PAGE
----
Traditionally the haka was performed by Maori warriors going into battle and intended as a means of intimidating combatants. It has famously been adopted by the ‘All Blacks’ rugby team and is a feature of the match each time New Zealand takes the field. The haka is all about laying down a challenge and the objects of the fierce show-boating have only two choices: accept the challenge or run away and cower in a corner.

I opened the door of a pub last week, which was closed for five years and after putting in sixteen months of work and stress to ensure this landmark venue was retained for the village. It was a challenge. I love a challenge and the sense of achievement in overcoming the challenge is in proportion to the intensity of the battle. Some people go looking for challenges, whilst others avoid them like the plague.

Now, I immediately need to emphasise that I am not bragging with regard to the number of challenges I have overcome – but as Dizzy Dean said; “it aint braggin’ if you can do it!”

Some haka challenges are foolhardy to accept and I often draw the comparison of a hopeless haka with Andy Cosgrove’s fighting cock. Andy and I were good friends and I always enjoyed our chats.  He once kept me up to date on a fighting cock he was rearing. Andy had no doubt but that this one would be the best ever champion. The feather coated warrior was mad for action.

Ensconced in his fortified fox-proof fortress, the bird passed the time of day blowing his own trumpet and doing the rooster haka. The lurking fox did some reconnaissance work, but Andy had the coup so well made that the cock could wander in and out, but the fox couldn’t get in.

One morning Andy arrived to feed the bird, only to find that all that remained was a small pile of feathers outside the fox-proof fortress. The fox had arrived that morning and proceeded to do the fox haka outside the hutch.

The fighting cock was so confident of his own fighting prowess that he couldn’t resist the challenge. He felt so confident that he could move up a couple of divisions and so he accepted the challenge: First round K.O … pile of feathers in neutral corner ….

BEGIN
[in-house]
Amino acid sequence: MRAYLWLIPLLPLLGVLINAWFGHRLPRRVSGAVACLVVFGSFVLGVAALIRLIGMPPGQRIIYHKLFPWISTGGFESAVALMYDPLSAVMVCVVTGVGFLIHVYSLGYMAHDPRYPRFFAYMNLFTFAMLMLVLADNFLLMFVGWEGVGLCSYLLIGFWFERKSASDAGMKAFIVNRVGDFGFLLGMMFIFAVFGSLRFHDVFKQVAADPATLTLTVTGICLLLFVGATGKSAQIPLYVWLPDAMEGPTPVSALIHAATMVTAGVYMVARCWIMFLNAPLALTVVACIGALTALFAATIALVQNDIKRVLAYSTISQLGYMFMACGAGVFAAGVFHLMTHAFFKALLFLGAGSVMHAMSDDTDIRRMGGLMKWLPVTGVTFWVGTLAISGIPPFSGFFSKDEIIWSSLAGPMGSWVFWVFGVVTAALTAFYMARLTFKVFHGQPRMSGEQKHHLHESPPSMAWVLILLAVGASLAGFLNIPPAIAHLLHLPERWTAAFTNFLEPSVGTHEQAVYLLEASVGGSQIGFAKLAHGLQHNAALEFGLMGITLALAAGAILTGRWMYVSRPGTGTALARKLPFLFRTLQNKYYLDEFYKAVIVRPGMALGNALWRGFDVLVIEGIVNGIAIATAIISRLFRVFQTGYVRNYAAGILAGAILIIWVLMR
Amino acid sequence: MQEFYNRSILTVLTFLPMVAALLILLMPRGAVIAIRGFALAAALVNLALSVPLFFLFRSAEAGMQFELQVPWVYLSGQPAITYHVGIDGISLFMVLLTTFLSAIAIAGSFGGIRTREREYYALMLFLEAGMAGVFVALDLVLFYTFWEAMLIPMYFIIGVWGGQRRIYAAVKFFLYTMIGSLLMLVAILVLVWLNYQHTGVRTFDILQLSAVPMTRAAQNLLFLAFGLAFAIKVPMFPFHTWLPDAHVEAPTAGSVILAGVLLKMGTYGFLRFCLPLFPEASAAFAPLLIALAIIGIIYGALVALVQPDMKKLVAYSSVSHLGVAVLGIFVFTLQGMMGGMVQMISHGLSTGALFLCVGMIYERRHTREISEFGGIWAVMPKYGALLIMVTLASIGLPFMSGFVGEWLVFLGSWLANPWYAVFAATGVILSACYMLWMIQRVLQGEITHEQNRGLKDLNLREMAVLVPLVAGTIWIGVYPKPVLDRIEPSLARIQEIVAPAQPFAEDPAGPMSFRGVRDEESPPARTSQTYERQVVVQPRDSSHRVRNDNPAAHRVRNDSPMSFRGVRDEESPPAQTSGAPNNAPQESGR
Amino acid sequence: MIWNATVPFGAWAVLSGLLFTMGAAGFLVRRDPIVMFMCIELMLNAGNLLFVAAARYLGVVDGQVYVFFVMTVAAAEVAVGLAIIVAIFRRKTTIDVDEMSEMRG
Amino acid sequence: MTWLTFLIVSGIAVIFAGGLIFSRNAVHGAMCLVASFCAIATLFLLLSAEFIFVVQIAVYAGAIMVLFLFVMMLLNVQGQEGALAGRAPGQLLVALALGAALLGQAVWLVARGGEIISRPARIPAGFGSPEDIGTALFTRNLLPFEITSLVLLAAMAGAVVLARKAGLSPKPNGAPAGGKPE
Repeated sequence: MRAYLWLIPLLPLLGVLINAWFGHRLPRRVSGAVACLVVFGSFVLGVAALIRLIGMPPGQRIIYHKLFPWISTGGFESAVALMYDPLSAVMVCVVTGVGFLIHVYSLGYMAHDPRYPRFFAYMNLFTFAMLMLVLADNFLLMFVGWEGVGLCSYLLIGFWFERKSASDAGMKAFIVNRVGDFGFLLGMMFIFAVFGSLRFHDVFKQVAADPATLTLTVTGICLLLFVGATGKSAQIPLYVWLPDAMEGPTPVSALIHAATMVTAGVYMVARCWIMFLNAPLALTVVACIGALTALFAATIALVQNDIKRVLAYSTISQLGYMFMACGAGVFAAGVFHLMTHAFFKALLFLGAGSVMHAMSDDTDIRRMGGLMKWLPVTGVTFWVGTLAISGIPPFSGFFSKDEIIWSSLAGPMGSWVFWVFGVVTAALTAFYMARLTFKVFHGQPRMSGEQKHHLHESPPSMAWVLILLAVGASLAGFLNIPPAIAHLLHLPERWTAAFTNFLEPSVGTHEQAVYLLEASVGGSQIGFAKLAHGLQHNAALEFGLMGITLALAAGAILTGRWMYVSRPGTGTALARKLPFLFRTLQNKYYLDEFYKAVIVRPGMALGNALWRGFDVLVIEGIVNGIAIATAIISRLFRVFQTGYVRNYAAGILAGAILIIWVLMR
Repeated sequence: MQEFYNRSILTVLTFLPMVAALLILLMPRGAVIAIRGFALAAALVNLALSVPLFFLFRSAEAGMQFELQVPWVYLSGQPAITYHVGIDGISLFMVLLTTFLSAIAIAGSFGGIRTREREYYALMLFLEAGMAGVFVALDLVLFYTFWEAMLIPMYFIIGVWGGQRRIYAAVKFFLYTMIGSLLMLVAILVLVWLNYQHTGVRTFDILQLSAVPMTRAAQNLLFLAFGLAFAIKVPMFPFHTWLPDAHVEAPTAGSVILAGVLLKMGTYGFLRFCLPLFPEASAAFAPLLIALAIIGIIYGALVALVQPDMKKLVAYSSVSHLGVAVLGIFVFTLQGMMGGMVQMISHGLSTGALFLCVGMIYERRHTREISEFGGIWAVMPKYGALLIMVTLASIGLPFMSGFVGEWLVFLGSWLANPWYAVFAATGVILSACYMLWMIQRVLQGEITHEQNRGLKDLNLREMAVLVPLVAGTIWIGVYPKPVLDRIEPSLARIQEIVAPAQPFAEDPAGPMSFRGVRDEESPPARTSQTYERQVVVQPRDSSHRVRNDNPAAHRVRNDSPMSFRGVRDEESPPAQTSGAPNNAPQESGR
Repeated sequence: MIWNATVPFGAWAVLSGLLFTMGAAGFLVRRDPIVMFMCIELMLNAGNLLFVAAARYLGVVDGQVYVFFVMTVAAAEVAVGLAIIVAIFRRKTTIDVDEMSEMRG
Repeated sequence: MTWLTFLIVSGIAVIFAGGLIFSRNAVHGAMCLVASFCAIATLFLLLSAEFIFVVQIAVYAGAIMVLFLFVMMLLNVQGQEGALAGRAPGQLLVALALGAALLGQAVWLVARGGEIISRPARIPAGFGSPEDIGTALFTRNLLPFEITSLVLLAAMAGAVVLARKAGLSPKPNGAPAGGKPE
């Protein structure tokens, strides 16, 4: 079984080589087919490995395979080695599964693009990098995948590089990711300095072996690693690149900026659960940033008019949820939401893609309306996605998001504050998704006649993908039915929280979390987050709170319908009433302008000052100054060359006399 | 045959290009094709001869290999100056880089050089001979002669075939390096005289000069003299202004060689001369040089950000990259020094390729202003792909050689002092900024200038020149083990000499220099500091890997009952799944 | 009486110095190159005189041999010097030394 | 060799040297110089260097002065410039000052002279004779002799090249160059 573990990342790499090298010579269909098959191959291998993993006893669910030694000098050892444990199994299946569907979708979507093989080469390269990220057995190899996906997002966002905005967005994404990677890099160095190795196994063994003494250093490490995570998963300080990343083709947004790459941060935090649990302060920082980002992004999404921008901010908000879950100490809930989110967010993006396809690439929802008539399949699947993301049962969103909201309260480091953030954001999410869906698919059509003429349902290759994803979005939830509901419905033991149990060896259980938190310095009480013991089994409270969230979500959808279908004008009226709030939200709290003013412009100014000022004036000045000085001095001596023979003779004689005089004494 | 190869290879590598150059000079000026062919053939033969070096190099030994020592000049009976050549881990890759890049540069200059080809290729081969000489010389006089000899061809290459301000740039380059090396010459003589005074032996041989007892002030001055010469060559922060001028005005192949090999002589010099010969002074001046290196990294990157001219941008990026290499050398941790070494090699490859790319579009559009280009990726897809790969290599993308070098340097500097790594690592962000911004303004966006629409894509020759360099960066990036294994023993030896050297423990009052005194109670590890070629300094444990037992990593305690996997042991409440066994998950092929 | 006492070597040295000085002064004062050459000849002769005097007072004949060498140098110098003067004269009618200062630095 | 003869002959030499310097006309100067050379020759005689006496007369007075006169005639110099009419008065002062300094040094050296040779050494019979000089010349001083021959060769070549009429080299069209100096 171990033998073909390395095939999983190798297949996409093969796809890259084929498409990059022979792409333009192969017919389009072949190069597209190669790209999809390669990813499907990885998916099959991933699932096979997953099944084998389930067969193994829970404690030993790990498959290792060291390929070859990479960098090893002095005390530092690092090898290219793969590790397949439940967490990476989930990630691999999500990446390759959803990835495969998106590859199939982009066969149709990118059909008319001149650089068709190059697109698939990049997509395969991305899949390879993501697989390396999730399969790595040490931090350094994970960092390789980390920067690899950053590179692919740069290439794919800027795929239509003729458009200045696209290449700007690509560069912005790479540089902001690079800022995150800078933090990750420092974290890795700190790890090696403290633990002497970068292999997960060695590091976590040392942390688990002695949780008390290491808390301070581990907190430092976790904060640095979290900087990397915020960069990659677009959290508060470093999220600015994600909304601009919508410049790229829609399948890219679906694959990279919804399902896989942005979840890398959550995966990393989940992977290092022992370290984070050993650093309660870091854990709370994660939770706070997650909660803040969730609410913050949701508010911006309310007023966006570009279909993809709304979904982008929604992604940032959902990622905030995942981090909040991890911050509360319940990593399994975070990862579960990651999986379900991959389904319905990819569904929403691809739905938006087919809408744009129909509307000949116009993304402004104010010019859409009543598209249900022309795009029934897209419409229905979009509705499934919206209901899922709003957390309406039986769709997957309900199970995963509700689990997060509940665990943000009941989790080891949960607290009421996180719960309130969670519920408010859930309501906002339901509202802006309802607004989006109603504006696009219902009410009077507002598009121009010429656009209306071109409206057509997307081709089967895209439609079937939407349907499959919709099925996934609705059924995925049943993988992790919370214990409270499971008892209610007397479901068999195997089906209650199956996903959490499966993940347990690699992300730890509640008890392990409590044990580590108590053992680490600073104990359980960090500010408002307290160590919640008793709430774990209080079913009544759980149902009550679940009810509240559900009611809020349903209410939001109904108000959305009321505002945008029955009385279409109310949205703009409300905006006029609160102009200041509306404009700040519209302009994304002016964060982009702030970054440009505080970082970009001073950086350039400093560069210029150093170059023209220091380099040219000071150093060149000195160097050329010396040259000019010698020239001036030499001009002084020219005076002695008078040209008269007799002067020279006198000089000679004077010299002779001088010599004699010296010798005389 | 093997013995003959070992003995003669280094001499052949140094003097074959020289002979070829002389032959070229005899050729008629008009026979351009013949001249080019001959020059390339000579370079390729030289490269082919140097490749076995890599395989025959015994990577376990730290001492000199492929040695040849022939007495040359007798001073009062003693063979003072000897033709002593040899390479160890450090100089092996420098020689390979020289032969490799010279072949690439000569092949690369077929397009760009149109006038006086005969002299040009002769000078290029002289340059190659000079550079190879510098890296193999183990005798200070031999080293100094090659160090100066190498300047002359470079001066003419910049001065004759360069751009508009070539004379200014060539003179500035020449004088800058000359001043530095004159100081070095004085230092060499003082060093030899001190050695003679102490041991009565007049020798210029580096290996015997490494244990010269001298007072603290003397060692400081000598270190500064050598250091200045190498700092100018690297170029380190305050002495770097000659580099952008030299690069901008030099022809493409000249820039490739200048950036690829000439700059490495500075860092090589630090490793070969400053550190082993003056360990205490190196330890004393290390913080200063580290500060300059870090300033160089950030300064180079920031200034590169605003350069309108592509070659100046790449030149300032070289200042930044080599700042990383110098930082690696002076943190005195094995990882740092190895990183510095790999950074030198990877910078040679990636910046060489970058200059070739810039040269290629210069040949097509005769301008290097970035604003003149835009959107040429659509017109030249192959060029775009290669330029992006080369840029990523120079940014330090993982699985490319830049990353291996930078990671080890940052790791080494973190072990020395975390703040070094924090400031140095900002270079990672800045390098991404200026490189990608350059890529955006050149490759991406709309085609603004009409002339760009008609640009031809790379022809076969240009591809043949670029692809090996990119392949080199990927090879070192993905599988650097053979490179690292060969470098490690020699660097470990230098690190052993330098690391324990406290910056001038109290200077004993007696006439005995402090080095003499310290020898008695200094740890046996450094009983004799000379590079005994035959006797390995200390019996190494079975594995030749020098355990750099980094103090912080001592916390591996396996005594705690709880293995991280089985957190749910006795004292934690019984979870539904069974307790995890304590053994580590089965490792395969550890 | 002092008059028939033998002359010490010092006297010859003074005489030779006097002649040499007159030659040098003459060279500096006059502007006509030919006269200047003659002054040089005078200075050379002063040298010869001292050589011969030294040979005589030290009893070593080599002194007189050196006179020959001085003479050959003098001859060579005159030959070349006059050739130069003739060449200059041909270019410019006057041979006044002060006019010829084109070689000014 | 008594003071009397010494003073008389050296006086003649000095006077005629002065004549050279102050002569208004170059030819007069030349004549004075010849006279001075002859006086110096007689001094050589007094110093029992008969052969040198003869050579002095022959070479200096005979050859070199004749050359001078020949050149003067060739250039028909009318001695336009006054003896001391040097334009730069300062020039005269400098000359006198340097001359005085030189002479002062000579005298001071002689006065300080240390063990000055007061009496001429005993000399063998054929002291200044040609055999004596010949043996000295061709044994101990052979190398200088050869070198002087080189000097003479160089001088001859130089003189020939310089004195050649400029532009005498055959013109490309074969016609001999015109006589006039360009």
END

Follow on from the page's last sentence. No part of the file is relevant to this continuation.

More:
Some challenges we can choose, whilst others are trust upon us. The ones we choose to accept should give us at least a sporting chance of winning. One of the great feelings is to grab hold of an idea and make it work – such as that pub I was telling you about. I have a few of those on my score sheet and the ones I get right pay for the defeats.

I have been thinking about challenges and the haka and I have come to the conclusion that life is one big haka – or at least a succession of hakas!

From the day we are born isn’t the gauntlet of the haka thrown down to us? One challenge after another … big ones, small ones and a threat around every corner. Learning to walk and tie a shoe. Having numerous falls off a bicycle before mastering the challenge of riding one.

Figuring out how to navigate the intricacies of the school classroom and even more so, the school playground. Then the haka laid down by the opposite sex and adolescence. And all this before you have to grow up and face the haka of adult life!

The challenges we manufacture for ourselves and which other people can see, are the easy ones. We referee the game ourselves. Examples for me are a literary haka of writing three very different books that I set for myself: an autobiography, a novel, and a book of original short stories.

I walked from Mullingar to Croke Park and from Killucan to the top of Croke Park. I allowed my name go on a local election ballot paper – where I was beaten by a better man. These were all challenges, but they were all ‘soft hakas’.

It isn’t the pubs, the businesses, the job, or the outward signs of success that pose the most meaningful challenges or give the greatest rewards. The real haka of life is getting to know and understand oneself. We all have different strengths and weaknesses and it is how we deal with these that is the real challenge. The biggest and most important haka is being honest and endeavouring to see ourselves as others might see us. Overcoming such challenges is the greatest victory of all.

Life is made up of overcoming one haka after another; until one day the Grim Reaper arrives, does his dance and each one of us will finish up in a little pile -just like Andy Cosgrove’s cock!

Don’t Forget

Truth is something which must be known with the mind, accepted with the heart, and enacted in life.